Symptom Guide: Vaginal Dryness

Sep 30, 2019
Medically reviewed by: 
Emily Hu, MD

Vaginal dryness is pretty much what it sounds like - feeling not well lubricated, itchy and irritated, and even “too tight.” It can make sex anything from uncomfortable to extremely painful.

What is vaginal dryness?

Starting as early as your 40s, your vaginal walls become drier, and as a result, thinner and less pliable. Untreated, this leads to a number of side effects, from painful sex to general discomfort. Also called atrophic vaginitis or GSM (genitourinary syndrome of menopause), vaginal dryness is experienced by over 50% of women.

What’s the cause?

Vaginal dryness is caused by the decline of estrogen in your body. While other menopausal symptoms typically go away over time, vaginal dryness tends to persist and often gets progressively worse because it’s the result of physical changes in the vagina.

What’s happening inside your body?

By stimulating specific receptors in your vagina, estrogen helps increase blood flow and the natural lubrication that keeps the vagina healthy, thick and elastic. These secretions also create a slightly acidic environment that helps prevent urinary tract infections, bacterial vaginosis and yeast infections.

Beginning in perimenopause, both the amount of estrogen and the number of estrogen receptors in your vagina begin to decline. This can lead to vaginal dryness, and cause your vaginal walls become thinner and less elastic. Itching, burning, pain (especially during sex) and an increase in infections can result.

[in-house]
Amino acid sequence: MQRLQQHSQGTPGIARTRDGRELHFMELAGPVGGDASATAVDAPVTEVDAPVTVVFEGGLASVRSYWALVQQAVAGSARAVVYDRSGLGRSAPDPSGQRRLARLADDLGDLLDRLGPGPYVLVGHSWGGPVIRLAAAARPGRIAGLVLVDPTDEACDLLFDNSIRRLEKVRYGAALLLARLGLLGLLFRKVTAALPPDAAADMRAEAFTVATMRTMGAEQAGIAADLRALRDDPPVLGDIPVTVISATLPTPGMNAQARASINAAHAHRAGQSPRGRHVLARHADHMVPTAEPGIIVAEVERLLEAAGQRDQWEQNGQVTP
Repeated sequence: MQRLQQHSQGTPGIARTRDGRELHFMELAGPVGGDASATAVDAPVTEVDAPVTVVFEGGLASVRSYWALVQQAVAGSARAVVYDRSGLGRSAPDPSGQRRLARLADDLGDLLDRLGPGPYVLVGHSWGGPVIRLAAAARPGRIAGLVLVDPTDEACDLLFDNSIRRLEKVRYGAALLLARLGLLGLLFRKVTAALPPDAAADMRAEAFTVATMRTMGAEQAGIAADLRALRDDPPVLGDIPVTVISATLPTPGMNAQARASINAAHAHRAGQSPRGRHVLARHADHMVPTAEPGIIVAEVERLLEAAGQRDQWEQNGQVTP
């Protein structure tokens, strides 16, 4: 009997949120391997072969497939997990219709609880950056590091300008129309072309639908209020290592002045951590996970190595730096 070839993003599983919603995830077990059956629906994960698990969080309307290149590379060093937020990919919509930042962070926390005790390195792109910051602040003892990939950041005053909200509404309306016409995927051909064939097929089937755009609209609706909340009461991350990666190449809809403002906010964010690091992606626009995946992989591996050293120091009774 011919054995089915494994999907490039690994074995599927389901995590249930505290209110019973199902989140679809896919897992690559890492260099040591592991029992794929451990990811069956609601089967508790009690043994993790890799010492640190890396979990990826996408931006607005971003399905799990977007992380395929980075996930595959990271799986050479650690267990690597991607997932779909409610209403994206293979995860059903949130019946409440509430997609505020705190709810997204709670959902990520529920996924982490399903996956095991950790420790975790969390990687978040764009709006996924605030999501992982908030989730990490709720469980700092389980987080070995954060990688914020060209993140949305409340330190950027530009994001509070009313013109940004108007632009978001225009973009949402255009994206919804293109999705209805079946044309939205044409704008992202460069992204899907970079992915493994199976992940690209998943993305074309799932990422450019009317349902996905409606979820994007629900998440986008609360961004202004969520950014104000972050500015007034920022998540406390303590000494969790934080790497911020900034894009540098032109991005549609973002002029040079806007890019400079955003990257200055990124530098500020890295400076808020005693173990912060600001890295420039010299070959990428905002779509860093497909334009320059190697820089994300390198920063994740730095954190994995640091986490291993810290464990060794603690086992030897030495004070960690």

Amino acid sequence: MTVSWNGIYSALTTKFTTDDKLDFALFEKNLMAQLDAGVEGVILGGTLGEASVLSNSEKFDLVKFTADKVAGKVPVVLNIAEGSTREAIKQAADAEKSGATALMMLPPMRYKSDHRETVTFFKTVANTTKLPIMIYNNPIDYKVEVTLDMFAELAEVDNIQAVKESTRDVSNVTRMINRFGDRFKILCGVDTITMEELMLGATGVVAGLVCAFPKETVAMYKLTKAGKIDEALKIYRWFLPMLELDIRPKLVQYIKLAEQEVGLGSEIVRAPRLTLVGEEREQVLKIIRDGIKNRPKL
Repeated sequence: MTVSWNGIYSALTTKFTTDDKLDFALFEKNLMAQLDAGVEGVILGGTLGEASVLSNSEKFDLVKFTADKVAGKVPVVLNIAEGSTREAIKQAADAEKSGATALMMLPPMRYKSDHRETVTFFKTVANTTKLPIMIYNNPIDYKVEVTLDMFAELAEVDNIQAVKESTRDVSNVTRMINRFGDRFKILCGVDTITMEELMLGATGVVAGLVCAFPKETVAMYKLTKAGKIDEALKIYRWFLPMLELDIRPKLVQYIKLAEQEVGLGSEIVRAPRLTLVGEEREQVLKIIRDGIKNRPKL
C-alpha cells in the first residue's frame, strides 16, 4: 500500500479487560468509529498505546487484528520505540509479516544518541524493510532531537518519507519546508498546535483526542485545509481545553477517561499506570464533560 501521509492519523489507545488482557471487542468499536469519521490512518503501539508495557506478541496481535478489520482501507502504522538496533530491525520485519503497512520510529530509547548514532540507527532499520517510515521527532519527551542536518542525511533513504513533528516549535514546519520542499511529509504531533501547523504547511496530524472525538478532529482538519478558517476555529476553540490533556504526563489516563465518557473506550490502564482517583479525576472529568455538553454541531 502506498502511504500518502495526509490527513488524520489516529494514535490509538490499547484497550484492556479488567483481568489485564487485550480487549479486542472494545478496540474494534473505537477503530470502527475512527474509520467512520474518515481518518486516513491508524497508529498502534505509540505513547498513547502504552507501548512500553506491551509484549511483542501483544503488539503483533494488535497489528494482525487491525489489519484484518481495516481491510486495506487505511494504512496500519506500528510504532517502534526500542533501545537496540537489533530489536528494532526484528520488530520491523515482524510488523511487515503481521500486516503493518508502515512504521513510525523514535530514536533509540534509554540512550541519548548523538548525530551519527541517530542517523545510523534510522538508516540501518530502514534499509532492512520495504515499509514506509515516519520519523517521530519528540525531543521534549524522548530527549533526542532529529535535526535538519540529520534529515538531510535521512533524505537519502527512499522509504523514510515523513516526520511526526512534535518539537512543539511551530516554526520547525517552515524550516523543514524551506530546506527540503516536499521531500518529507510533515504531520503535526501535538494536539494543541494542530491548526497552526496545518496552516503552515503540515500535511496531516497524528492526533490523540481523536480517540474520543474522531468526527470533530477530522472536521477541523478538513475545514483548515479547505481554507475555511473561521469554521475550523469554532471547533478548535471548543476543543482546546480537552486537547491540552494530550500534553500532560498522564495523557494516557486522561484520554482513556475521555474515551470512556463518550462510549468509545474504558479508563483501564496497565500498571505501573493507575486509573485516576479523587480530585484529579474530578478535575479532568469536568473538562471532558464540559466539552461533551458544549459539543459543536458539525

What does the research say?

  • A comprehensive literature review in the American Journal of Obstetrics and Gynecology found that vaginal estrogen therapy was the fastest and most effective treatment for GSM. 80-90% of women reported subjective improvement and relief from GSM symptoms.
  • A 2013 survey of postmenopausal women published in the Journal of Sex Medicine found that vaginal dryness interfered with sleep, quality of life and temperament in a quarter of study participants.
  • A recent clinical article drew the following distinction between lubricants and moisturizers: Lubricants provide short-term relief from vaginal dryness and painful sex, while moisturizers mimic natural vaginal secretions and help your vaginal tissues retain more moisture. The authors also recommended selecting a product that doesn’t include parabens or microbicides to best mimic your natural vaginal secretions.

How is vaginal dryness diagnosed?

Vaginal dryness, especially during menopause, is extremely common. A doctor will diagnose you based on your description of symptoms.

What are effective treatments?

The good news is that vaginal dryness is quickly and easily treated and can even be reversed.

  • Vaginal estradiol: The preferred treatment if you are just having vaginal dryness and not other symptoms of menopause. Vaginal estradiol targets only your vaginal tissue. It works by helping to restore a normal vaginal pH (between 3.8 and 4.5), thickening your vaginal tissue and increasing vaginal secretions. It comes in cream, tablet and ring forms.
  • Estradiol: (transdermal patch, oral, gel and cream) Estradiol replaces the exact form of estrogen that your ovaries are no longer producing. If you experience additional menopause symptoms (hot flashes, night sweats or brain fog), estradiol is the most effective treatment.